Ferryhill archaeology project launched

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AN archaeology project aimed at documenting the history of a south Durham town has been launched.

Dozens of residents turned out for the launch of the Village Atlas project in Ferryhill this weekend.

The community project is being led by The Archaeological Practice and will see all aspects of the town’s history being investigated and documented.

The project started with an ingathering event at the Dean Bank and Ferryhill Literary Institute on Saturday (February 2) where residents could meet the various historical experts involved and find out how they could take part.

Visitors were also urged to bring along old photographs, artefacts and documents covering all aspects of the area’s history which have been scanned and copied into the growing database.

The project covers the whole Ferryhill civil parish area, extending down to include Ferryhill Station, Chilton and features of geological and ecological interest such as Thrislington Quarry and Ferryhill Carrs.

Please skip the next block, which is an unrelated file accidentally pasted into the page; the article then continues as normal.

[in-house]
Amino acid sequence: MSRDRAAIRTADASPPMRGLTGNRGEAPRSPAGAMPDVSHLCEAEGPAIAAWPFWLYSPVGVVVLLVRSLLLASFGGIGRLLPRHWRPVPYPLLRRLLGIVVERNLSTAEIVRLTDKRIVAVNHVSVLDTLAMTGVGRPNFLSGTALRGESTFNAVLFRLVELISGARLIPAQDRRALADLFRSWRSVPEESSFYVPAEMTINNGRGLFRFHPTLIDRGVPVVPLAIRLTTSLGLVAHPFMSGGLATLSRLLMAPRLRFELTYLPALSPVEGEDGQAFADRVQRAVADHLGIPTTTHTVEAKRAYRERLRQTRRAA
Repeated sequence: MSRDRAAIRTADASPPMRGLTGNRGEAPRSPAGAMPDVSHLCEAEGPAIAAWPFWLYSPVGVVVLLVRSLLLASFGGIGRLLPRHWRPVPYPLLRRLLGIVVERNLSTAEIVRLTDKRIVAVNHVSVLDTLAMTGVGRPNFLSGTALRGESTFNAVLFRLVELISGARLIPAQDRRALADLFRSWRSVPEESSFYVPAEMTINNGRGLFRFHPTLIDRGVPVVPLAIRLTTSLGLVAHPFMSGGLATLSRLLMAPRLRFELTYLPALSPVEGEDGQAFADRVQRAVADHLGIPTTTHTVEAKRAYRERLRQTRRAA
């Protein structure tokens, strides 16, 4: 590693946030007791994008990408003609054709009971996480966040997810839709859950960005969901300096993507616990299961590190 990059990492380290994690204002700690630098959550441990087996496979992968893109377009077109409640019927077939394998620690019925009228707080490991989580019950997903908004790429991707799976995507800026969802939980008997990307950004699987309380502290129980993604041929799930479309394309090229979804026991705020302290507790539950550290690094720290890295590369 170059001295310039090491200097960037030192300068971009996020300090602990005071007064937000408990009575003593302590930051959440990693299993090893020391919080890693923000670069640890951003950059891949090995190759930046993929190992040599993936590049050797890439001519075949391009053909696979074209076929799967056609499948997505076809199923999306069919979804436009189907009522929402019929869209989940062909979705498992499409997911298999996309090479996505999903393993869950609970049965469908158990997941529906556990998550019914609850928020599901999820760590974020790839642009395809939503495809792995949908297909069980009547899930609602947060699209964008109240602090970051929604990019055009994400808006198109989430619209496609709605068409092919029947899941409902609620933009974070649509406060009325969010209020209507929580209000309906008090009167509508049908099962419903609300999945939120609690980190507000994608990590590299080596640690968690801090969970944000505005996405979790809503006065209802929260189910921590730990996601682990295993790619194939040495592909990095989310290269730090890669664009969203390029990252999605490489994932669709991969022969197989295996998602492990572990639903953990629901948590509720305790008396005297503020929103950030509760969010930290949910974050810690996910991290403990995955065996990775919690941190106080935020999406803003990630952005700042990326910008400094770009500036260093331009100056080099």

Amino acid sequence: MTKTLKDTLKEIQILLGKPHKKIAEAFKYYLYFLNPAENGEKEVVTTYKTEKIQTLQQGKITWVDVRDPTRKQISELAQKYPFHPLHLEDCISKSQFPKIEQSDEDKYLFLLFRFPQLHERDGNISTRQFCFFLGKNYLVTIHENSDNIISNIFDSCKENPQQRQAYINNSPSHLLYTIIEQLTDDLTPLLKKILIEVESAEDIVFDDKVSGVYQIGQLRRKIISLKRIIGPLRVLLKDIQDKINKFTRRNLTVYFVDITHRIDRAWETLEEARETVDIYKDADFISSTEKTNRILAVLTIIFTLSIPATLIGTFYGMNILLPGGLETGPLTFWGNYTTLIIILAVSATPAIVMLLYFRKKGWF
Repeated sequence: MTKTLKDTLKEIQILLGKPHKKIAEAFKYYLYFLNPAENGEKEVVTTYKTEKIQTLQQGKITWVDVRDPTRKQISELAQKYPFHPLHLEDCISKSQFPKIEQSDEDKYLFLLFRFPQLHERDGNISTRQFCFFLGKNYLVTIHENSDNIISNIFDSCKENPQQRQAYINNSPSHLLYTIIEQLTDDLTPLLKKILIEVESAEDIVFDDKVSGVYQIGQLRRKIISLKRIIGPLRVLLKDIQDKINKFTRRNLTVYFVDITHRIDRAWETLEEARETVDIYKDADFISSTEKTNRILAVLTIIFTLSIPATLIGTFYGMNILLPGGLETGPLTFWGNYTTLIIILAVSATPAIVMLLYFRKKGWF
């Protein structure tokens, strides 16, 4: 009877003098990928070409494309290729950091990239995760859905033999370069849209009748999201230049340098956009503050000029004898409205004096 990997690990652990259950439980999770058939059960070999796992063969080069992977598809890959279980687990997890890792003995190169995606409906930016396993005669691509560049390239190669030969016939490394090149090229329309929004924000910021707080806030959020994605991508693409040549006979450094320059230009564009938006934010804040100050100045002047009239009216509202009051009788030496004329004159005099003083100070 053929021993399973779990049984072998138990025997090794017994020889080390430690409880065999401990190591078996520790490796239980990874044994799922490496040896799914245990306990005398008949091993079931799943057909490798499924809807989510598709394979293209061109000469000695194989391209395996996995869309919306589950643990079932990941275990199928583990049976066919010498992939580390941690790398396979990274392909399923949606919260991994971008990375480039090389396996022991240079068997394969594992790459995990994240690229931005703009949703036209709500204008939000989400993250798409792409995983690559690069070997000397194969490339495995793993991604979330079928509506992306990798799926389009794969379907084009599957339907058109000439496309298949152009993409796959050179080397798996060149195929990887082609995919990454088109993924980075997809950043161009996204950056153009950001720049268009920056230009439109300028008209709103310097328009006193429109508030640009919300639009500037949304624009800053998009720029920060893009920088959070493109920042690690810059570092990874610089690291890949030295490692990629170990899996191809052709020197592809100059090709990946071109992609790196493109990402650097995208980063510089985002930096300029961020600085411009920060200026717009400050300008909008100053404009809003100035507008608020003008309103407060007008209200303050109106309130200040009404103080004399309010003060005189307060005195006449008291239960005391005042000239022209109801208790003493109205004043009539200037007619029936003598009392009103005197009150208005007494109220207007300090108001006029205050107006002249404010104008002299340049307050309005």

The project is broad in scope as it also includes local geology, ecology and hydrology as well as history and archaeology.

Alan Rushworth from The Archaeological Practice, said: “The Ferryhill Village Atlas is a collaborative endeavour to explore all aspects of the Ferryhill area involving members of the local community, with local schools and groups such as Ferryhill Local History Society to the fore, and a group of specialist researchers coordinated by The Archaeological Practice.”

Volunteers can get involved with archaeological digs, documentary training and research, biodiversity sampling, geology walks and fossil hunts over the next few months.

The Ferryhill project is one of four Village Atlas’ currently taking place in the area, the other three being in Hetton, Penshaw and Easington.

It is funded by the Heritage Lottery Fund as part of the Limestone Landscapes Partnerships Project covering the Durham Magnesian Limestone plateau.

Anglo Saxon records show there has been a settlement at Ferryhill since 900AD although it is believed it only got its current name in 1200 when Sir Roger de Fery killed the last wild boar of Brancepeth near Cleves Cross Farm in the town.

Further information regarding all the Village Atlas projects can be found at archaeologicalpractice.co.uk

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